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It's Not Carpal Tunnel Syndrome: RSI Theory and Therapy for Computer Professionals

by Suparna Damany MSPT and Jack Bellis

listed in sports injuries

[Image: It's Not Carpal Tunnel Syndrome: RSI Theory and Therapy for Computer Professionals]

This book was recommended to me by the Osteopath to my partner, who had been suffering intermittent neck and shoulder shooting pains, which appear to be related to posture and exercise regime. I thought that I had been well informed about carpal tunnel syndrome and Repetitive Strain Injury (RSI), which play such a major role in injuries afflicting bodyworkers, massage therapists, not to mention all of us who use computer keyboards everyday.

The title It's Not Carpal Tunnel Syndrome suggests the depth of understanding and the comprehensive nature of the information contained within this book. Suparna Damany is a Physical Therapist and  Jack Bellis a long-time RSI sufferer of RSI, defined as muscle pain or nerve problems of the hands, arms or shoulders believed to be caused by overuse. It can also include the neck and back and may be accompanies by burning, numbness, tingling, or pins-and-needles sensations. The symptoms range from dull and diffuse aching to intense, searing, and very specific pain. The book is aimed at: new patients – typically long-time computer users who have just notices some aches or pains; chronic sufferers – individuals who already know that they have a serious RSI problem but have been unable to solve their problem; prevention techniques to make individual and entire workplaces safer from the ravages of RSI; and Therapists –  healthcare professionals who will find the techniques and exercises useful for their patients.

The authors seriously debunk a number of misconceptions held by medical and other healthcare professional. The first point of widespread confusion is mistaking carpal tunnel syndrome for all RSI... true carpal tunnel syndrome, in which the actual cause of the problem in confined to the wrist, is fairly rare. For most computer users, the cause of the problem is much more widespread, involving aggravation points up and down the neck, shoulder and arm. Attempts to address only the wrist area are almost always followed in a matter of months by a litany of other symptoms.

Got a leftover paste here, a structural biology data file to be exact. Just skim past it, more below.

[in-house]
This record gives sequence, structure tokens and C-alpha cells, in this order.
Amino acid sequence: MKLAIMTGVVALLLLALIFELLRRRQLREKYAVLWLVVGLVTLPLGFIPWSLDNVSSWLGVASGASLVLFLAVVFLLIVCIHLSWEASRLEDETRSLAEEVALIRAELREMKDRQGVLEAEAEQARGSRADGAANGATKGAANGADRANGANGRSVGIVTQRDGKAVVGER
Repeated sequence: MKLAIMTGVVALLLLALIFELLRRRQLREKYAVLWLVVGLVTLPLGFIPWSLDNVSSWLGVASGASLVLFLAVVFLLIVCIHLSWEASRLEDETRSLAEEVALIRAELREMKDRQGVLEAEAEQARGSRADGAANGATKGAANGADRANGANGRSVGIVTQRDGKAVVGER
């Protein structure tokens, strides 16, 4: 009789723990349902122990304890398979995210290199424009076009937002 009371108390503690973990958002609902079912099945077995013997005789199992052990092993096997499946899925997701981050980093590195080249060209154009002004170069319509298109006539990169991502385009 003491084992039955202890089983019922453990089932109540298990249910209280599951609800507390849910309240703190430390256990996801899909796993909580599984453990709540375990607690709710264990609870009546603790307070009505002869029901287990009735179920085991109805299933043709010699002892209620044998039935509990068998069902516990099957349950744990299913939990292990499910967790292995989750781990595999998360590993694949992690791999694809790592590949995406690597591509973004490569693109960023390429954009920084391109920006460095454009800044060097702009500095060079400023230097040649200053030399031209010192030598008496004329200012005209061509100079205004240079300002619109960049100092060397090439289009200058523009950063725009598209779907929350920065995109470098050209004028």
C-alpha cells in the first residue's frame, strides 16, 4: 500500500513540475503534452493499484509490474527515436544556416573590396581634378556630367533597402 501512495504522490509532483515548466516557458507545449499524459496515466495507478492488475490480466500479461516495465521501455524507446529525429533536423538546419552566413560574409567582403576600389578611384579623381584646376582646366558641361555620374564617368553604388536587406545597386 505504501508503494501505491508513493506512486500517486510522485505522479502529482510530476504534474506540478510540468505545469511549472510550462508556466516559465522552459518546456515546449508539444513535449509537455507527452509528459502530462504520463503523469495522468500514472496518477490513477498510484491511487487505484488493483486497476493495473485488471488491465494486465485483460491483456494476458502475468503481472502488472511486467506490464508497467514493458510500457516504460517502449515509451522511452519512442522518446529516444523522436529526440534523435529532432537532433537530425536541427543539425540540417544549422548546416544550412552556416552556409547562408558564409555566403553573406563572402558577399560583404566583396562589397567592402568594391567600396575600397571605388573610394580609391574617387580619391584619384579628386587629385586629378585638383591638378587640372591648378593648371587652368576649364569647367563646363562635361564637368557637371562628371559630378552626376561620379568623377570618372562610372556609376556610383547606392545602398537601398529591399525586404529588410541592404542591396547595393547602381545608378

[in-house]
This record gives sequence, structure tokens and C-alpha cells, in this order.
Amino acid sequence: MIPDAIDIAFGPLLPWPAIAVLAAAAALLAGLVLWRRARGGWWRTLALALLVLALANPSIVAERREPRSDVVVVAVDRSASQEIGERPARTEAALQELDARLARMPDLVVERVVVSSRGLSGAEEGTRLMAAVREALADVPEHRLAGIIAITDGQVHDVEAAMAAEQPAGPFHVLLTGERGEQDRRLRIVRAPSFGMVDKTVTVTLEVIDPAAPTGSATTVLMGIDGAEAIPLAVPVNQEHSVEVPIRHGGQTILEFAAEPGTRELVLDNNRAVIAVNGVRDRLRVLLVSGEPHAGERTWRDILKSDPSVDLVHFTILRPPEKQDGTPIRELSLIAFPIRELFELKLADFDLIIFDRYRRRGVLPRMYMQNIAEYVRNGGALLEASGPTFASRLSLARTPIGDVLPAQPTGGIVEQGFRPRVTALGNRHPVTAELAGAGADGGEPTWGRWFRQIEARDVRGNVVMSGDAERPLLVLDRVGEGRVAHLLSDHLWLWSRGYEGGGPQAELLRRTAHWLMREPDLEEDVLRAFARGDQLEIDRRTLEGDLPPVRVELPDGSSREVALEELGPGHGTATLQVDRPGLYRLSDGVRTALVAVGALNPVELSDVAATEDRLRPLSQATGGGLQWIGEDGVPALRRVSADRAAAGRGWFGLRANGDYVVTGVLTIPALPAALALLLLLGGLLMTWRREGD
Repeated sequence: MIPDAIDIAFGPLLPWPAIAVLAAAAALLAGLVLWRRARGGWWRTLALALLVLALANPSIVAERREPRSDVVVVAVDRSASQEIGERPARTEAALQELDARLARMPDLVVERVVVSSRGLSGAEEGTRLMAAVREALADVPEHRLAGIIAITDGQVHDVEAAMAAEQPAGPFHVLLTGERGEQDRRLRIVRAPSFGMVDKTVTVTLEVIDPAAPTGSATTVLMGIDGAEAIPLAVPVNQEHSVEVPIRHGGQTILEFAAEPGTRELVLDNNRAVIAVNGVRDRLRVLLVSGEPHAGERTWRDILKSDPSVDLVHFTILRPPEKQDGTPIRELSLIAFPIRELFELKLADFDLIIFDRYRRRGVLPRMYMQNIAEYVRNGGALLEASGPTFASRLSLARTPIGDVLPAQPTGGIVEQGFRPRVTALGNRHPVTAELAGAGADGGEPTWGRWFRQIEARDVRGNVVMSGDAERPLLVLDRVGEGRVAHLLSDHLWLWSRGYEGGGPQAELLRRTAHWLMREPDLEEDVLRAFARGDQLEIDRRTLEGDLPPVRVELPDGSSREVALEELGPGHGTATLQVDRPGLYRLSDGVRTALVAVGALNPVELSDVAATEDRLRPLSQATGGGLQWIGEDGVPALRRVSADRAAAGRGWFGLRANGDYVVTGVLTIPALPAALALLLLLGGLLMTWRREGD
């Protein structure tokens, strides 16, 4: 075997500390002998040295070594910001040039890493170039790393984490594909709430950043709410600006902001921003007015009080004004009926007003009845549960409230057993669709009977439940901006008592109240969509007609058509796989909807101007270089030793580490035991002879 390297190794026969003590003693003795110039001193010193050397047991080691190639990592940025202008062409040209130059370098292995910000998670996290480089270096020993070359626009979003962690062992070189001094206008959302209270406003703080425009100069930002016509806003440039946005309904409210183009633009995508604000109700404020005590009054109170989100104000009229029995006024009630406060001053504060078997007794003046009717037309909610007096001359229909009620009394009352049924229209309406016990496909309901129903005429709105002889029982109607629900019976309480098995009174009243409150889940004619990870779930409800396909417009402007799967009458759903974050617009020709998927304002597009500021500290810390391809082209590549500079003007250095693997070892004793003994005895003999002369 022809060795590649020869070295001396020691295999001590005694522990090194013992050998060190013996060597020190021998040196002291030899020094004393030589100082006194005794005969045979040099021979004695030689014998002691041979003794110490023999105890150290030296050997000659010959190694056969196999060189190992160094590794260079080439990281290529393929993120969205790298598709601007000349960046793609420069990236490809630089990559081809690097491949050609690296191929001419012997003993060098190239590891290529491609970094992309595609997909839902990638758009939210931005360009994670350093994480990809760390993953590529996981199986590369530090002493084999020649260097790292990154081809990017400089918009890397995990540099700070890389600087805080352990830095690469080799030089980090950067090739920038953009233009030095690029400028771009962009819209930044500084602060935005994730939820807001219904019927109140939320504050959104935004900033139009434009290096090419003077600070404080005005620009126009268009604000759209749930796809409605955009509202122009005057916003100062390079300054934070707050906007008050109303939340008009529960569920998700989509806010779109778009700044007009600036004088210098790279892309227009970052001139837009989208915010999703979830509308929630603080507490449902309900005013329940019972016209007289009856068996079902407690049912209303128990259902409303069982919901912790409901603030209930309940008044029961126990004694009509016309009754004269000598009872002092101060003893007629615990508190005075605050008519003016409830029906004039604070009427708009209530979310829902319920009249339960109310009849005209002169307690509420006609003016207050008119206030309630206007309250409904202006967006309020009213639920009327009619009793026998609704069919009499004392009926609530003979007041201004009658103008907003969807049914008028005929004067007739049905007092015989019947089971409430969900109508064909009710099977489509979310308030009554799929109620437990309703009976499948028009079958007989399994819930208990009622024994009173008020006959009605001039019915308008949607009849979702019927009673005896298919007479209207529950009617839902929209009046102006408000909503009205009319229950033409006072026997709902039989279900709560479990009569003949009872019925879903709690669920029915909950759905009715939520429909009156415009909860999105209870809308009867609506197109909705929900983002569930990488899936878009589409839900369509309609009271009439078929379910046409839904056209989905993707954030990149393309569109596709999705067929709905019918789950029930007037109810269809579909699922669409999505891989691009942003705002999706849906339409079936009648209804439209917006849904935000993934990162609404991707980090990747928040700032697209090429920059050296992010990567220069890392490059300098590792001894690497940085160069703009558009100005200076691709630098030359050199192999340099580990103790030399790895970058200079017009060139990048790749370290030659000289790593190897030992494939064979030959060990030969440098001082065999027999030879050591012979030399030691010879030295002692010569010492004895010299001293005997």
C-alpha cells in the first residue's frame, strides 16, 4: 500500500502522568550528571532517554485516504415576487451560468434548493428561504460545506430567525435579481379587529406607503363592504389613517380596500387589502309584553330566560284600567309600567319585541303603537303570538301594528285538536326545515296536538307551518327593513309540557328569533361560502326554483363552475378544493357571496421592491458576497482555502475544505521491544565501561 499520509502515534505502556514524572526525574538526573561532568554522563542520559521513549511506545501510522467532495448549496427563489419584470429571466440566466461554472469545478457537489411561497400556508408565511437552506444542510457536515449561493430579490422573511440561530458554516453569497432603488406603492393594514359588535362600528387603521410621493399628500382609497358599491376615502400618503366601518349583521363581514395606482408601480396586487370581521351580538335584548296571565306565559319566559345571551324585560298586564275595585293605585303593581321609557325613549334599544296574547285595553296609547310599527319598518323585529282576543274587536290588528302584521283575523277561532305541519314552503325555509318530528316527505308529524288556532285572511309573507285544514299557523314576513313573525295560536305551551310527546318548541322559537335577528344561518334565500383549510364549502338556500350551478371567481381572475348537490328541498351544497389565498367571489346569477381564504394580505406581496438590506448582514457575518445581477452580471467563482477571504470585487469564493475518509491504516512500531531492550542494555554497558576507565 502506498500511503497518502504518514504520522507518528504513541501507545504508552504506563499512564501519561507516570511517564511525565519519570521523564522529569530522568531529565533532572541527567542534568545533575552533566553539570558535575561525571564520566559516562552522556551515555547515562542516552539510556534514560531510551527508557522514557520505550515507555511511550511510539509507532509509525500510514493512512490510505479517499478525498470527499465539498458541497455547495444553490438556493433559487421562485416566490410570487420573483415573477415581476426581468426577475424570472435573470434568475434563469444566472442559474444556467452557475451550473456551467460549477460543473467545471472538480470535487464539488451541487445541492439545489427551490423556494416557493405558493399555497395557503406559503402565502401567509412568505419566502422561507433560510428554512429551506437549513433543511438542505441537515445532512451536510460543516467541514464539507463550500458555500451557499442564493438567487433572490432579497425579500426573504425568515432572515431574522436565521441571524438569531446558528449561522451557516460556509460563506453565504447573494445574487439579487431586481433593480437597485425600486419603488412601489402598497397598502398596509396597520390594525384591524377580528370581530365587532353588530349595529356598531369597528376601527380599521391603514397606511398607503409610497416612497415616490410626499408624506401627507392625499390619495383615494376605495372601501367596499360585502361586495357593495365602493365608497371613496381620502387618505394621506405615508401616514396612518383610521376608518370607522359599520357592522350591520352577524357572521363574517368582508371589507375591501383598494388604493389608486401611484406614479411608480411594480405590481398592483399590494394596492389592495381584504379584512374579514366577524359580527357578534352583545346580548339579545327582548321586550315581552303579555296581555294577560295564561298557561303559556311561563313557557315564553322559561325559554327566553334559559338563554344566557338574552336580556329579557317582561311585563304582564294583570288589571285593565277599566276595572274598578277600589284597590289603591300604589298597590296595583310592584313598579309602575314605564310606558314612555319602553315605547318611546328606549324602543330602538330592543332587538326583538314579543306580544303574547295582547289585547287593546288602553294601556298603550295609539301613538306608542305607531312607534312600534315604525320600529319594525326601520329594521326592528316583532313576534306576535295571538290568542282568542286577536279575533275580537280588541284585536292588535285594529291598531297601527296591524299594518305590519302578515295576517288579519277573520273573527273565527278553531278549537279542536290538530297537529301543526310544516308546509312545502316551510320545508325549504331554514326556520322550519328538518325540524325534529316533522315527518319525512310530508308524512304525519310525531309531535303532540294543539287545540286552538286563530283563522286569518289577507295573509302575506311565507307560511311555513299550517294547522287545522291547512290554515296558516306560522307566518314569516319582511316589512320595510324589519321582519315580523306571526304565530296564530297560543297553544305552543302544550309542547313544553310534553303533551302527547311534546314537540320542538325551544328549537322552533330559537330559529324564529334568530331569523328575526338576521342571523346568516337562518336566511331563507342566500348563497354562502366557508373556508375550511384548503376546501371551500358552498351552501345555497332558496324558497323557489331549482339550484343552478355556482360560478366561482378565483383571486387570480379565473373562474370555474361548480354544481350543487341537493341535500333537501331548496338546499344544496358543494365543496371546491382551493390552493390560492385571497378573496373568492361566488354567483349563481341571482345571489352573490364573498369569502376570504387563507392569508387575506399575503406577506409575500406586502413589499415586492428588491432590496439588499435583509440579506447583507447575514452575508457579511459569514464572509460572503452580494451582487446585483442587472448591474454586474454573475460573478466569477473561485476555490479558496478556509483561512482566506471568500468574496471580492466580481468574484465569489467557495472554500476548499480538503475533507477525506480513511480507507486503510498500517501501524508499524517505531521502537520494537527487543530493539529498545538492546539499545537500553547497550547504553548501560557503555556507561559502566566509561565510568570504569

This books uses extensive case studies throughout to illustrate the seriousness of symptoms and they emphatically emphasize the importance of prevention. They also state that there isn't an instant quick magical cure; treatment releasing multiple trigger points is often long-winded, painful, with frequent apparent relapses. The authors discuss the [erroneous] traditional medical response, i.e. anti-inflammatories, surgery, and provide extensive reference to the existing published literature throughout. They then proceed to discuss their diagnosis of a general syndrome explaining most computer-related RSI, describe how to obtain relief with specific therapies, techniques by the user and the therapist, how to improve your work station and improve the use of your body.

Part I is the Introduction; Part II Theory consists of seven chapters: How Computer Users Get RSI; Prognosis; Explaining the Inexplicable, Predisposing Factors, Understanding the Anatomy, Classification of RSI Syndromes and Diagnosing RSI. The book makes extensive use of excellent and clear diagrams illustrating the correct neutral wrist position and dorsiflexion, bending the wrist, Schematic of the Root Causes of RSI, including feedback loops, showing that after working for many years in one position with millions of repetitions, how the initial responses of fatigue, slouching posture, muscle tension and chest compression, lead to secondary results such as compensation and overloading, inflammation and swelling, abrasion and irritation, nerve entrapment and loss of sleep. The ultimate results are pain, numbness and anxiety or depression. The authors are very detailed in the description of the symptoms, anatomy, tests – if you are a sufferer, your attention will be riveted. Part III The Information, references are in the middle of the book, are fairly extensive, including books and online information.

Part IV Therapy includes a Summary of Treatment Recommendations, Debatable Therapies, The Recovery Roller Coaster, Strategies for Hands-On Therapy, Reducing Habitual Muscle Tension, Workstation Modification; Ergonomics.

I have seldom seen a book written so extensively with the obvious purpose of helping patients help themselves and obtain help from appropriate health professionals. There are hundreds of exercises, detailed drawings of each exercise; every recommendation is backed up with huge experience.

Reading about the potential severity of symptoms which can be experienced by patients has made me more determined than ever to do my utmost to heed the exercises and practical tips about computers, keyboards and workstations for myself, my staff and my partner. This is an important book to keep on your bookshelf.

Further Information

Available from and

Sandra Goodman PhD

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